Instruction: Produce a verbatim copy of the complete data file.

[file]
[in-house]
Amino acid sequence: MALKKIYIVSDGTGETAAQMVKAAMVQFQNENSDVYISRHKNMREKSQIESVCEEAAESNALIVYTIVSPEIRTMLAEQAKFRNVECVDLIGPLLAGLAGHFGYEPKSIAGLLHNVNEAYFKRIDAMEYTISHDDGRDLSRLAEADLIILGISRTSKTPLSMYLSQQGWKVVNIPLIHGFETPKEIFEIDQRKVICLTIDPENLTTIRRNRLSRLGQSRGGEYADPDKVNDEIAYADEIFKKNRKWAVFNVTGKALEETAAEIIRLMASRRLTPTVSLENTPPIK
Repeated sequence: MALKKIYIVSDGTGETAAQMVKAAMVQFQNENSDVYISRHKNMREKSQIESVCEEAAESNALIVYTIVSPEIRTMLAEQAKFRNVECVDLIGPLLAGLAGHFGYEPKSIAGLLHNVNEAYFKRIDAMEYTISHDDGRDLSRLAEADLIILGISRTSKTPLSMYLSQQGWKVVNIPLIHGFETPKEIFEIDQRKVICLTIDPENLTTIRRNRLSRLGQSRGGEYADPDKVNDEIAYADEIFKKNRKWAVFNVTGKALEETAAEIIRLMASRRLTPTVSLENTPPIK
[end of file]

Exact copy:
[in-house]
Amino acid sequence: MALKKIYIVSDGTGETAAQMVKAAMVQFQNENSDVYISRHKNMREKSQIESVCEEAAESNALIVYTIVSPEIRTMLAEQAKFRNVECVDLIGPLLAGLAGHFGYEPKSIAGLLHNVNEAYFKRIDAMEYTISHDDGRDLSRLAEADLIILGISRTSKTPLSMYLSQQGWKVVNIPLIHGFETPKEIFEIDQRKVICLTIDPENLTTIRRNRLSRLGQSRGGEYADPDKVNDEIAYADEIFKKNRKWAVFNVTGKALEETAAEIIRLMASRRLTPTVSLENTPPIK
Repeated sequence: MALKKIYIVSDGTGETAAQMVKAAMVQFQNENSDVYISRHKNMREKSQIESVCEEAAESNALIVYTIVSPEIRTMLAEQAKFRNVECVDLIGPLLAGLAGHFGYEPKSIAGLLHNVNEAYFKRIDAMEYTISHDDGRDLSRLAEADLIILGISRTSKTPLSMYLSQQGWKVVNIPLIHGFETPKEIFEIDQRKVICLTIDPENLTTIRRNRLSRLGQSRGGEYADPDKVNDEIAYADEIFKKNRKWAVFNVTGKALEETAAEIIRLMASRRLTPTVSLENTPPIK